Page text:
A: The Yoga Sutra of Patanjali lies at the heart of the yoga tradition. This venerable scripture is the alpha and omega of yoga philosophy and practice. Attempting to practice yoga without knowing the Yoga Sutra is like trying to run a country without knowing its constitution.
It is important to understand at the outset that, in the context of this scripture, the word yoga refers to the mind’s ability to know itself and its relationship with the body; to know its relationship with the larger world; and ultimately, to know the inner and eternal reality that existed before we were born, that accompanies us while we are alive, and that continues to exist after we die. In short, the Yoga Sutra is a manual for experiencing our inner divinity and becoming firmly established in it.
These first three sutras—a declaration of the independence of the body, mind, and soul—are the heart of the first chapter.
The text itself consists of 195 sutras (aphorisms) divided into four chapters, or padas (steps). The first chapter, “Samadhi Pada,” the step toward acquiring a still and pristine mind, sets out the prerequisites for discovering our true nature and becoming established in it. This chapter contains 51 sutras. Just as the Declaration of Independence laid the foundation for freedom in the United States, the first three sutras in this text lay the foundation for the freedom conferred by the practice of yoga. These first three sutras—a declaration of the independence of the body, mind, and soul—are the heart of the first chapter, and the first chapter is the heart of the remaining three chapters.
The second chapter, “Sadhana Pada,” the step toward practicing yoga, contains 55 sutras. Here, the vast range of yoga practices is broken down into smaller steps so people with different physical, emotional, and intellectual capacities can choose the specific practices most appropriate for them. The practices described in this chapter have two purposes: to induce samadhi—a perfectly still, pristine state of mind—and to minimize the afflictions that create obstacles in our practice. It is in this chapter that Patanjali lays out the eightfold (ashtanga) path, which has come to be known as raja yoga.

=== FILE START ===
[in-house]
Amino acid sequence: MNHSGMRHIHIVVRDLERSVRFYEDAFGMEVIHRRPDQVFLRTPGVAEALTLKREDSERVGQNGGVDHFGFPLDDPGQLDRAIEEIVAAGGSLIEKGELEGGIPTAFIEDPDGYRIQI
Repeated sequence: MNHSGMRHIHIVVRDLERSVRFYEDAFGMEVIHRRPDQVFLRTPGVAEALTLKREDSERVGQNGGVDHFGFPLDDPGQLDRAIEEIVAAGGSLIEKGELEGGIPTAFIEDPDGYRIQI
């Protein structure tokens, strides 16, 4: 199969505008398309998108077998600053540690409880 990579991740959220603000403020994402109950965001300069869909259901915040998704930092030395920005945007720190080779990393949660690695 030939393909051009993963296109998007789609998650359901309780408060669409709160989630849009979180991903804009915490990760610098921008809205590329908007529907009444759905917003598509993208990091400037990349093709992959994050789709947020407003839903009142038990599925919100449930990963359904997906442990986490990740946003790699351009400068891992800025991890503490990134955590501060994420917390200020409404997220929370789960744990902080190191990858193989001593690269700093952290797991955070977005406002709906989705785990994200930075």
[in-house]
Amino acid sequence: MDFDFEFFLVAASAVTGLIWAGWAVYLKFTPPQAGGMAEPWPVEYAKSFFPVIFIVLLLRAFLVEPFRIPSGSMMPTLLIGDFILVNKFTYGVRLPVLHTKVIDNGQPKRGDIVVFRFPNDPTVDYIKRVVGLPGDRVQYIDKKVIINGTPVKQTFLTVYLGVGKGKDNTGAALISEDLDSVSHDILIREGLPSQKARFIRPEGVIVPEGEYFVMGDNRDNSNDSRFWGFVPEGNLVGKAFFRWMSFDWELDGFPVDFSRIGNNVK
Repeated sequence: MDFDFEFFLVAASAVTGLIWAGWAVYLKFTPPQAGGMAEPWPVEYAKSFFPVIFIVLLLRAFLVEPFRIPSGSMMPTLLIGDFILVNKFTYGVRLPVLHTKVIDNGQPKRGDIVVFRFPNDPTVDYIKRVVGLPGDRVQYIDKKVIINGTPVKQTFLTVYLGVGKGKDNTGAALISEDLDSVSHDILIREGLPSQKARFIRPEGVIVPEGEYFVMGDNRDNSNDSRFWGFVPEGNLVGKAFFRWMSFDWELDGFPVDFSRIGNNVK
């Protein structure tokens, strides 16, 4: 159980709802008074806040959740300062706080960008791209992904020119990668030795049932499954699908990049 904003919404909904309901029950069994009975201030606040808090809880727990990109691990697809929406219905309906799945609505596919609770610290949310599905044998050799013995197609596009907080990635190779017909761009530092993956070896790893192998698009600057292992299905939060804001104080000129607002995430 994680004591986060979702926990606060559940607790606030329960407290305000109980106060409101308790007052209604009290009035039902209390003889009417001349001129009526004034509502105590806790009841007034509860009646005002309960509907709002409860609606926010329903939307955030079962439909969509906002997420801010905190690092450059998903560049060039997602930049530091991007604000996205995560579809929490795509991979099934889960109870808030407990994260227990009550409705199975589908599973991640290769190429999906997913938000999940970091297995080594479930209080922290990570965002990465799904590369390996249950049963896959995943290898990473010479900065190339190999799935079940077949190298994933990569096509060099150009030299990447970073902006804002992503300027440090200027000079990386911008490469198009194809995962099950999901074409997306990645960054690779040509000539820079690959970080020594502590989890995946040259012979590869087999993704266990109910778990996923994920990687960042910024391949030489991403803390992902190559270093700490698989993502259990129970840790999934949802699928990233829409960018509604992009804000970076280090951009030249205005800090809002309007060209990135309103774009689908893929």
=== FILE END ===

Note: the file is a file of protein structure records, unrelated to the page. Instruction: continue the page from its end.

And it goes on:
The third chapter, “Vibhuti Pada,” contains 55 sutras. Vibhuti means “awakening of the dormant potentials.” “Vibhuti Pada” is the step toward awakening the limitless potentials that normally lie dormant within us. The assumption is that studying and practicing what has been described in the first two chapters has given us considerable mastery over our body, mind, and senses. This chapter tells us how to turn our pristine, tranquil mind inward and how to focus it on various objects, thereby expanding the scope of our consciousness.
“Kaivalya Pada,” the fourth and final chapter of the Yoga Sutra, contains 34 sutras. Kaivalya means “ultimate freedom.” The practices described in this final chapter focus on attaining freedom from the binding forces of the mind. This chapter also tells us how to safely and productively undertake the practices described in the previous three chapters. Here, Patanjali draws on the principles of ayurveda and the science of mantra to fuel our yoga practices. He tells us how to become healthy, how to secure a long life, how to overcome our subhuman tendencies, and eventually, how to discover the intrinsic divinity hidden in the cave of our heart.
Know your mind and you will know the whole world; master your mind and you will become master of the whole world.
The timeless wisdom contained in the Yoga Sutra takes us directly to the heart of thousands of great masters of the past. This wisdom is simple and straightforward: know your mind and you will know the whole world; master your mind and you will become master of the whole world.
There is no mystery greater than the mystery of the mind, and only a healthy, well-controlled mind can unveil this mystery. The Yoga Sutra acknowledges that the body and mind are equally important. A healthy body is crucial to a healthy mind. The first step in cultivating a healthy mind is to cultivate a mind that is clear and tranquil. This kind of mind enables us to understand what is right and what is wrong, what is healthy and what is unhealthy, what is good and what is bad, and ultimately, what is to be desired and what is to be avoided.
Our ability to acquire a clear, calm, and tranquil mind is compromised by our habit patterns, which dictate our tastes and interests. While Patanjali acknowledges that the mind directs the functions of the body, once the mind has become the prisoner of its own habit patterns, the body begins to create its own rules and laws. In such a situation, a rift opens between the body and the mind, and we find ourselves cut off from the pool of inner intelligence that lies dormant within us—the revealing forces of the mind and the healing forces of the body. To overcome this problem, Patanjali offers a system of inner awakening—a methodology that empowers us to tap into the wisdom of our body, awaken its dormant forces, create a bridge between the body and the mind, and reach the inner divinity that resides in the lotus of our heart. That is the gift of the Yoga Sutra.